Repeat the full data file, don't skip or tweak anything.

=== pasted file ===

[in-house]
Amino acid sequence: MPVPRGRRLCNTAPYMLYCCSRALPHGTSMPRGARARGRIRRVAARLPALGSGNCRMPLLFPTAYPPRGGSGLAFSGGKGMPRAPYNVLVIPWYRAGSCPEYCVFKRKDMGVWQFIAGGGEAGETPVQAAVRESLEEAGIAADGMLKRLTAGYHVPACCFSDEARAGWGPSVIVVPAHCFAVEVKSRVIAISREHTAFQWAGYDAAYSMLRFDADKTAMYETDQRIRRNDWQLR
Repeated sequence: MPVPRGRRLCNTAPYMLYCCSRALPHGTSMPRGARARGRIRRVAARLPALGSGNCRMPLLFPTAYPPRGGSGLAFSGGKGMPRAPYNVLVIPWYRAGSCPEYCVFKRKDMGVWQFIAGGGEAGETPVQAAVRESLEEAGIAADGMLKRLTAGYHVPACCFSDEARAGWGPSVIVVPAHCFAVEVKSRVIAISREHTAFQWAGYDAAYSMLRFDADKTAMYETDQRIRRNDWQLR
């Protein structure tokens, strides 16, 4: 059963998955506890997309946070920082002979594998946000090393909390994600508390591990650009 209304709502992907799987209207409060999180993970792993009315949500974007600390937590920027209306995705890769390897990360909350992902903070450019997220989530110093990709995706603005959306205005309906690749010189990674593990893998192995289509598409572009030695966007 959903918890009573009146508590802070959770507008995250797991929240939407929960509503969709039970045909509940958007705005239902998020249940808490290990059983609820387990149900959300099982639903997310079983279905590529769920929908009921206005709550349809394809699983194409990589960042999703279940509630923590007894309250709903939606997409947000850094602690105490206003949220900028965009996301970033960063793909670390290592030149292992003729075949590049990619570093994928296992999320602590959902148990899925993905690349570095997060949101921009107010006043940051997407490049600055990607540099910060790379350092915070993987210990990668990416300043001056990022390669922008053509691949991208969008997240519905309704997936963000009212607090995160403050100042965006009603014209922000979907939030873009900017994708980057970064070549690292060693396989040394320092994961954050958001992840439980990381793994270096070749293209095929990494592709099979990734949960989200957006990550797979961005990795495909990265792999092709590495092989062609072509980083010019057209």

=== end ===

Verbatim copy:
[in-house]
Amino acid sequence: MPVPRGRRLCNTAPYMLYCCSRALPHGTSMPRGARARGRIRRVAARLPALGSGNCRMPLLFPTAYPPRGGSGLAFSGGKGMPRAPYNVLVIPWYRAGSCPEYCVFKRKDMGVWQFIAGGGEAGETPVQAAVRESLEEAGIAADGMLKRLTAGYHVPACCFSDEARAGWGPSVIVVPAHCFAVEVKSRVIAISREHTAFQWAGYDAAYSMLRFDADKTAMYETDQRIRRNDWQLR
Repeated sequence: MPVPRGRRLCNTAPYMLYCCSRALPHGTSMPRGARARGRIRRVAARLPALGSGNCRMPLLFPTAYPPRGGSGLAFSGGKGMPRAPYNVLVIPWYRAGSCPEYCVFKRKDMGVWQFIAGGGEAGETPVQAAVRESLEEAGIAADGMLKRLTAGYHVPACCFSDEARAGWGPSVIVVPAHCFAVEVKSRVIAISREHTAFQWAGYDAAYSMLRFDADKTAMYETDQRIRRNDWQLR
């Protein structure tokens, strides 16, 4: 059963998955506890997309946070920082002979594998946000090393909390994600508390591990650009 209304709502992907799987209207409060999180993970792993009315949500974007600390937590920027209306995705890769390897990360909350992902903070450019997220989530110093990709995706603005959306205005309906690749010189990674593990893998192995289509598409572009030695966007 959903918890009573009146508590802070959770507008995250797991929240939407929960509503969709039970045909509940958007705005239902998020249940808490290990059983609820387990149900959300099982639903997310079983279905590529769920929908009921206005709550349809394809699983194409990589960042999703279940509630923590007894309250709903939606997409947000850094602690105490206003949220900028965009996301970033960063793909670390290592030149292992003729075949590049990619570093994928296992999320602590959902148990899925993905690349570095997060949101921009107010006043940051997407490049600055990607540099910060790379350092915070993987210990990668990416300043001056990022390669922008053509691949991208969008997240519905309704997936963000009212607090995160403050100042965006009603014209922000979907939030873009900017994708980057970064070549690292060693396989040394320092994961954050958001992840439980990381793994270096070749293209095929990494592709099979990734949960989200957006990550797979961005990795495909990265792999092709590495092989062609072509980083010019057209």